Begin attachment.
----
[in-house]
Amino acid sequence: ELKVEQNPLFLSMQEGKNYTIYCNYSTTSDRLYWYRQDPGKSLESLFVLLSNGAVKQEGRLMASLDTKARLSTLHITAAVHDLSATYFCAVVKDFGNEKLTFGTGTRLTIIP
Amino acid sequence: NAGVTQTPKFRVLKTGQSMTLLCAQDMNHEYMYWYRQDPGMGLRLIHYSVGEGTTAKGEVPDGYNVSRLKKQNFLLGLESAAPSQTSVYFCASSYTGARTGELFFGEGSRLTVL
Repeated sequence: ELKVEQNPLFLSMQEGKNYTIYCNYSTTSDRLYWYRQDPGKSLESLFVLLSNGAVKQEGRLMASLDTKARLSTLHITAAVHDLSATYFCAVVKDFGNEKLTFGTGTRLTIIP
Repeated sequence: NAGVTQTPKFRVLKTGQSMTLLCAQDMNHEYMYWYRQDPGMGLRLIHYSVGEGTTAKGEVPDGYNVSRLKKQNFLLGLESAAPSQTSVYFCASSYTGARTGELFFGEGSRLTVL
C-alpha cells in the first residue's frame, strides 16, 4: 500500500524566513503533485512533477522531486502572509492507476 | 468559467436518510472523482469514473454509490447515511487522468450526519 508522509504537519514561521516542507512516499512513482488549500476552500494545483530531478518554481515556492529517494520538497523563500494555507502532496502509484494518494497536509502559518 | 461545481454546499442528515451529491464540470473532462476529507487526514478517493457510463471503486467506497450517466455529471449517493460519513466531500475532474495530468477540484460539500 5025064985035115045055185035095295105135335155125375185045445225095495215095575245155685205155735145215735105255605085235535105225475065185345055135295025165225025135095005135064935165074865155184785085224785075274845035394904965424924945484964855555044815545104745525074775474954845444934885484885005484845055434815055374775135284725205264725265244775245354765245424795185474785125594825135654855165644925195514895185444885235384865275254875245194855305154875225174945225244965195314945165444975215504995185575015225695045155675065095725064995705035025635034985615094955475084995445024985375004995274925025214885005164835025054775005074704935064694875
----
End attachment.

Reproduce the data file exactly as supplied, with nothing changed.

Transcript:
[in-house]
Amino acid sequence: ELKVEQNPLFLSMQEGKNYTIYCNYSTTSDRLYWYRQDPGKSLESLFVLLSNGAVKQEGRLMASLDTKARLSTLHITAAVHDLSATYFCAVVKDFGNEKLTFGTGTRLTIIP
Amino acid sequence: NAGVTQTPKFRVLKTGQSMTLLCAQDMNHEYMYWYRQDPGMGLRLIHYSVGEGTTAKGEVPDGYNVSRLKKQNFLLGLESAAPSQTSVYFCASSYTGARTGELFFGEGSRLTVL
Repeated sequence: ELKVEQNPLFLSMQEGKNYTIYCNYSTTSDRLYWYRQDPGKSLESLFVLLSNGAVKQEGRLMASLDTKARLSTLHITAAVHDLSATYFCAVVKDFGNEKLTFGTGTRLTIIP
Repeated sequence: NAGVTQTPKFRVLKTGQSMTLLCAQDMNHEYMYWYRQDPGMGLRLIHYSVGEGTTAKGEVPDGYNVSRLKKQNFLLGLESAAPSQTSVYFCASSYTGARTGELFFGEGSRLTVL
C-alpha cells in the first residue's frame, strides 16, 4: 500500500524566513503533485512533477522531486502572509492507476 | 468559467436518510472523482469514473454509490447515511487522468450526519 508522509504537519514561521516542507512516499512513482488549500476552500494545483530531478518554481515556492529517494520538497523563500494555507502532496502509484494518494497536509502559518 | 461545481454546499442528515451529491464540470473532462476529507487526514478517493457510463471503486467506497450517466455529471449517493460519513466531500475532474495530468477540484460539500 5025064985035115045055185035095295105135335155125375185045445225095495215095575245155685205155735145215735105255605085235535105225475065185345055135295025165225025135095005135064935165074865155184785085224785075274845035394904965424924945484964855555044815545104745525074775474954845444934885484885005484845055434815055374775135284725205264725265244775245354765245424795185474785125594825135654855165644925195514895185444885235384865275254875245194855305154875225174945225244965195314945165444975215504995185575015225695045155675065095725064995705035025635034985615094955475084995445024985375004995274925025214885005164835025054775005074704935064694875